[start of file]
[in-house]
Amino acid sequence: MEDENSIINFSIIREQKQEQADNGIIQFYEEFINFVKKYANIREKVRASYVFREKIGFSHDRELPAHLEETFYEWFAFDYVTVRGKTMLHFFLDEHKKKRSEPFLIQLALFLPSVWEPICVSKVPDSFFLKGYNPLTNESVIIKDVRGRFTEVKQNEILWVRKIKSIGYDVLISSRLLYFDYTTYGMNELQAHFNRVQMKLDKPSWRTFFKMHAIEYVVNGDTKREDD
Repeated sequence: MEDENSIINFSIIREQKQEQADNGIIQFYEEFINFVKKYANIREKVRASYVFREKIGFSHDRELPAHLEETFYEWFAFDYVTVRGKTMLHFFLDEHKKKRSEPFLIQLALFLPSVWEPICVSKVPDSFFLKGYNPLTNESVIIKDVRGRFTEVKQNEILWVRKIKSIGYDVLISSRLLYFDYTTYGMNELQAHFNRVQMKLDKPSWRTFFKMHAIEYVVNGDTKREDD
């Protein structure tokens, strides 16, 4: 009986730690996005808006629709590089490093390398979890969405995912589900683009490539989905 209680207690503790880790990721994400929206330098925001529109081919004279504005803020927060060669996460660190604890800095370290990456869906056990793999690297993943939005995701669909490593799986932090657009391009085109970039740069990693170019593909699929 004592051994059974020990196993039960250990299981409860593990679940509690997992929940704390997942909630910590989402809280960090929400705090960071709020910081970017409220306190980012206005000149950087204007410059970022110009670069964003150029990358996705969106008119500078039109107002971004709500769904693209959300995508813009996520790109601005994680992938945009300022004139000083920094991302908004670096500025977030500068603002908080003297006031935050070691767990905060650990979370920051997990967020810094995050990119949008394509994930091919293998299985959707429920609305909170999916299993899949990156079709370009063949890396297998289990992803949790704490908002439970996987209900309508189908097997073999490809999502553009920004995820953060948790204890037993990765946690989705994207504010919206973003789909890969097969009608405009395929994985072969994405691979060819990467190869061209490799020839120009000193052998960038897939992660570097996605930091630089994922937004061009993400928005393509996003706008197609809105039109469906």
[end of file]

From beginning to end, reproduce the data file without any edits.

[in-house]
Amino acid sequence: MEDENSIINFSIIREQKQEQADNGIIQFYEEFINFVKKYANIREKVRASYVFREKIGFSHDRELPAHLEETFYEWFAFDYVTVRGKTMLHFFLDEHKKKRSEPFLIQLALFLPSVWEPICVSKVPDSFFLKGYNPLTNESVIIKDVRGRFTEVKQNEILWVRKIKSIGYDVLISSRLLYFDYTTYGMNELQAHFNRVQMKLDKPSWRTFFKMHAIEYVVNGDTKREDD
Repeated sequence: MEDENSIINFSIIREQKQEQADNGIIQFYEEFINFVKKYANIREKVRASYVFREKIGFSHDRELPAHLEETFYEWFAFDYVTVRGKTMLHFFLDEHKKKRSEPFLIQLALFLPSVWEPICVSKVPDSFFLKGYNPLTNESVIIKDVRGRFTEVKQNEILWVRKIKSIGYDVLISSRLLYFDYTTYGMNELQAHFNRVQMKLDKPSWRTFFKMHAIEYVVNGDTKREDD
């Protein structure tokens, strides 16, 4: 009986730690996005808006629709590089490093390398979890969405995912589900683009490539989905 209680207690503790880790990721994400929206330098925001529109081919004279504005803020927060060669996460660190604890800095370290990456869906056990793999690297993943939005995701669909490593799986932090657009391009085109970039740069990693170019593909699929 004592051994059974020990196993039960250990299981409860593990679940509690997992929940704390997942909630910590989402809280960090929400705090960071709020910081970017409220306190980012206005000149950087204007410059970022110009670069964003150029990358996705969106008119500078039109107002971004709500769904693209959300995508813009996520790109601005994680992938945009300022004139000083920094991302908004670096500025977030500068603002908080003297006031935050070691767990905060650990979370920051997990967020810094995050990119949008394509994930091919293998299985959707429920609305909170999916299993899949990156079709370009063949890396297998289990992803949790704490908002439970996987209900309508189908097997073999490809999502553009920004995820953060948790204890037993990765946690989705994207504010919206973003789909890969097969009608405009395929994985072969994405691979060819990467190869061209490799020839120009000193052998960038897939992660570097996605930091630089994922937004061009993400928005393509996003706008197609809105039109469906």